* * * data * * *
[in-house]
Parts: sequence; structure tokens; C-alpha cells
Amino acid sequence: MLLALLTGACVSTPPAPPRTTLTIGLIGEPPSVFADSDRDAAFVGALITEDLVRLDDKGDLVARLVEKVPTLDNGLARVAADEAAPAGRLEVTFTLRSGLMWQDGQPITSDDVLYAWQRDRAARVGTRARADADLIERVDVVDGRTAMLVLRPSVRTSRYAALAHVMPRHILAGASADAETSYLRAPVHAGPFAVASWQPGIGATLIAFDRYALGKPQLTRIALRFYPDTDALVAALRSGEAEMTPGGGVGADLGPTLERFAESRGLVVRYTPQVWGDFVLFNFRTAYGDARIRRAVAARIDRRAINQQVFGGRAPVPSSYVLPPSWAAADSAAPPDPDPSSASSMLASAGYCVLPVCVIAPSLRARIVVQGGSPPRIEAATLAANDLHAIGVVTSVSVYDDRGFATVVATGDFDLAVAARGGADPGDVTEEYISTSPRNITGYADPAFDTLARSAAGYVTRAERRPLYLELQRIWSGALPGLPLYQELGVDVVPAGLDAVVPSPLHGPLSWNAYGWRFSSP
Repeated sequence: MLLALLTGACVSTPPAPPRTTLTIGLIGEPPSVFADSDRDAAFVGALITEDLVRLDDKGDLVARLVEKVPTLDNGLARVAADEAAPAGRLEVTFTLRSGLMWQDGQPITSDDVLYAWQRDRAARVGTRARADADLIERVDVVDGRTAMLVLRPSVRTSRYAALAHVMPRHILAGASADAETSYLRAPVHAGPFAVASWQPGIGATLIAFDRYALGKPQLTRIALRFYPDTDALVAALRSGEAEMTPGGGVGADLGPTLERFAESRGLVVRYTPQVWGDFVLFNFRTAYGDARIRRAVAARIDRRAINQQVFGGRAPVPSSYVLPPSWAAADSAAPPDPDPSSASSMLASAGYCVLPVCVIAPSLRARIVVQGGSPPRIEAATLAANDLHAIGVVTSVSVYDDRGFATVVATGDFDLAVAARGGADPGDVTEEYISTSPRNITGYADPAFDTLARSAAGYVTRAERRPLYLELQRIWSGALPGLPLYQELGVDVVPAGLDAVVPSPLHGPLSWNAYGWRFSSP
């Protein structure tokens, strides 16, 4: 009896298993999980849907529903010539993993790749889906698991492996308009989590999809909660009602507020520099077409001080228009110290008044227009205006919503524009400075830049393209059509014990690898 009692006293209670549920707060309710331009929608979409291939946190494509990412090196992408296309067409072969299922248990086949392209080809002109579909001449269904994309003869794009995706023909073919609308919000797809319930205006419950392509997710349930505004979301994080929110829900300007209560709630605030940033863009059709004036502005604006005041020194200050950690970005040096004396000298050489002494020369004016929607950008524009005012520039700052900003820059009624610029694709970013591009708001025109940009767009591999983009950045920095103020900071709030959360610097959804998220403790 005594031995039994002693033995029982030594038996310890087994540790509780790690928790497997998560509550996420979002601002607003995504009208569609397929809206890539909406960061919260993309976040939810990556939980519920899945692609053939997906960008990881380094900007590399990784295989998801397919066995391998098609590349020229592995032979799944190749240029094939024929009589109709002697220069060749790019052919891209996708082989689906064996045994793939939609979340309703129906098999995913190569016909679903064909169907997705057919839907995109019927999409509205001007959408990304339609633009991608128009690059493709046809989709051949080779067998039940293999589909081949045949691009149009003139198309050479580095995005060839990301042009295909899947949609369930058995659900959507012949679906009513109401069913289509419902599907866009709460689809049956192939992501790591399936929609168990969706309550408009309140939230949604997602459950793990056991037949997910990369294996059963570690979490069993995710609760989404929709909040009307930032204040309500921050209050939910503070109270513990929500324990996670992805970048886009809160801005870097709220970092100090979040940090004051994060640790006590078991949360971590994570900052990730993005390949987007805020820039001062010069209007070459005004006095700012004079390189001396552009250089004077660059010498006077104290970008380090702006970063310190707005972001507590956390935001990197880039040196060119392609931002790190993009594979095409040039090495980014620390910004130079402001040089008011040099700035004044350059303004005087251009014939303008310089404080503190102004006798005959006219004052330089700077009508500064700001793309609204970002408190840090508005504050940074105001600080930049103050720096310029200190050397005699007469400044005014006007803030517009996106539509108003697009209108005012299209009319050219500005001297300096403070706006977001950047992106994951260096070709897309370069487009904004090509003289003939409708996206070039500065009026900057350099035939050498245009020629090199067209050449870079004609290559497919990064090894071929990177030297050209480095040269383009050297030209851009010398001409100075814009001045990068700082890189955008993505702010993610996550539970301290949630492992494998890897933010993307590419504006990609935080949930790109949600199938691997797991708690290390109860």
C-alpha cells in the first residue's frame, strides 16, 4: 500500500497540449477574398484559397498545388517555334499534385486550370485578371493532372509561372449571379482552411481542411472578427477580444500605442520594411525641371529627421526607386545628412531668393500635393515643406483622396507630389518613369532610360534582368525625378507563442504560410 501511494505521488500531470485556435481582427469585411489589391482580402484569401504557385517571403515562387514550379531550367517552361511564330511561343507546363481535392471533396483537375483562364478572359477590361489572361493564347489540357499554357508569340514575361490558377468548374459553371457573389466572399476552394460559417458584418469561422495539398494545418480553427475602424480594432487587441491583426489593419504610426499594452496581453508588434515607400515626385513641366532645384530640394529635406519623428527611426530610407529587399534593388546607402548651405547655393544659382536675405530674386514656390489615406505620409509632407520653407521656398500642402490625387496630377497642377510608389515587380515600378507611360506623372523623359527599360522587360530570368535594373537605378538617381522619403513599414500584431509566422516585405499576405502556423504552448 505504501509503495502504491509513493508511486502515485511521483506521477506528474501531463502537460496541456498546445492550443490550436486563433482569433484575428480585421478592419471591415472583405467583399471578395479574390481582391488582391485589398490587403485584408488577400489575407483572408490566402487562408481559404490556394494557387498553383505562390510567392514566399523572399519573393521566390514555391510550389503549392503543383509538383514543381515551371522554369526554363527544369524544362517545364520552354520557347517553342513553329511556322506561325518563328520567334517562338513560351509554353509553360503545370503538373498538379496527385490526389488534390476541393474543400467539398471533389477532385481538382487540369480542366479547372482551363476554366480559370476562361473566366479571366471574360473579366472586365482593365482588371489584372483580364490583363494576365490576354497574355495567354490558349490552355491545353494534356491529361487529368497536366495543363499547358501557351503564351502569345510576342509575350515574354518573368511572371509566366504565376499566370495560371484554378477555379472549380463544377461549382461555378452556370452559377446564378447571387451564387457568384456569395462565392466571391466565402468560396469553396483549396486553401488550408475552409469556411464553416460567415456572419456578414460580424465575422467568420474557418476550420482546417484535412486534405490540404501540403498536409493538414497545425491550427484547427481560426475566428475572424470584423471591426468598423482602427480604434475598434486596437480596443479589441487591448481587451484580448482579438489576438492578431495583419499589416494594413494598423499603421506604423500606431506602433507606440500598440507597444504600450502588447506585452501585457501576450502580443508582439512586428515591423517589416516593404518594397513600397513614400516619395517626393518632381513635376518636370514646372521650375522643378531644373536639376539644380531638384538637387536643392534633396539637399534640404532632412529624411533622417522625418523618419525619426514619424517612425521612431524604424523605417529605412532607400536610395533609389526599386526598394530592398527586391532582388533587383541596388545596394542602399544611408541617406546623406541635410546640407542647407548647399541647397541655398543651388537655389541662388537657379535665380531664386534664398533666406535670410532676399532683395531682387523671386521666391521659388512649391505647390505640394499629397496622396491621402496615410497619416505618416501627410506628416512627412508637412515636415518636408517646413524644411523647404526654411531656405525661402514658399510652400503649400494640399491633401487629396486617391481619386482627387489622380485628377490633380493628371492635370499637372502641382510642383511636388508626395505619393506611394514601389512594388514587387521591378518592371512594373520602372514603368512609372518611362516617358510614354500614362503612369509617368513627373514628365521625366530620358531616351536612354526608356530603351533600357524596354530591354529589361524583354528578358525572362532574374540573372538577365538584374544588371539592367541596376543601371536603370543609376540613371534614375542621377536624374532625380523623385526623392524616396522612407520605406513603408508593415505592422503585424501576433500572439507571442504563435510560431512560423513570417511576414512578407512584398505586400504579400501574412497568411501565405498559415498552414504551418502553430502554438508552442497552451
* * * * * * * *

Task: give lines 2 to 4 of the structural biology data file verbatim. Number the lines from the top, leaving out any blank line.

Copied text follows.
Parts: sequence; structure tokens; C-alpha cells
Amino acid sequence: MLLALLTGACVSTPPAPPRTTLTIGLIGEPPSVFADSDRDAAFVGALITEDLVRLDDKGDLVARLVEKVPTLDNGLARVAADEAAPAGRLEVTFTLRSGLMWQDGQPITSDDVLYAWQRDRAARVGTRARADADLIERVDVVDGRTAMLVLRPSVRTSRYAALAHVMPRHILAGASADAETSYLRAPVHAGPFAVASWQPGIGATLIAFDRYALGKPQLTRIALRFYPDTDALVAALRSGEAEMTPGGGVGADLGPTLERFAESRGLVVRYTPQVWGDFVLFNFRTAYGDARIRRAVAARIDRRAINQQVFGGRAPVPSSYVLPPSWAAADSAAPPDPDPSSASSMLASAGYCVLPVCVIAPSLRARIVVQGGSPPRIEAATLAANDLHAIGVVTSVSVYDDRGFATVVATGDFDLAVAARGGADPGDVTEEYISTSPRNITGYADPAFDTLARSAAGYVTRAERRPLYLELQRIWSGALPGLPLYQELGVDVVPAGLDAVVPSPLHGPLSWNAYGWRFSSP
Repeated sequence: MLLALLTGACVSTPPAPPRTTLTIGLIGEPPSVFADSDRDAAFVGALITEDLVRLDDKGDLVARLVEKVPTLDNGLARVAADEAAPAGRLEVTFTLRSGLMWQDGQPITSDDVLYAWQRDRAARVGTRARADADLIERVDVVDGRTAMLVLRPSVRTSRYAALAHVMPRHILAGASADAETSYLRAPVHAGPFAVASWQPGIGATLIAFDRYALGKPQLTRIALRFYPDTDALVAALRSGEAEMTPGGGVGADLGPTLERFAESRGLVVRYTPQVWGDFVLFNFRTAYGDARIRRAVAARIDRRAINQQVFGGRAPVPSSYVLPPSWAAADSAAPPDPDPSSASSMLASAGYCVLPVCVIAPSLRARIVVQGGSPPRIEAATLAANDLHAIGVVTSVSVYDDRGFATVVATGDFDLAVAARGGADPGDVTEEYISTSPRNITGYADPAFDTLARSAAGYVTRAERRPLYLELQRIWSGALPGLPLYQELGVDVVPAGLDAVVPSPLHGPLSWNAYGWRFSSP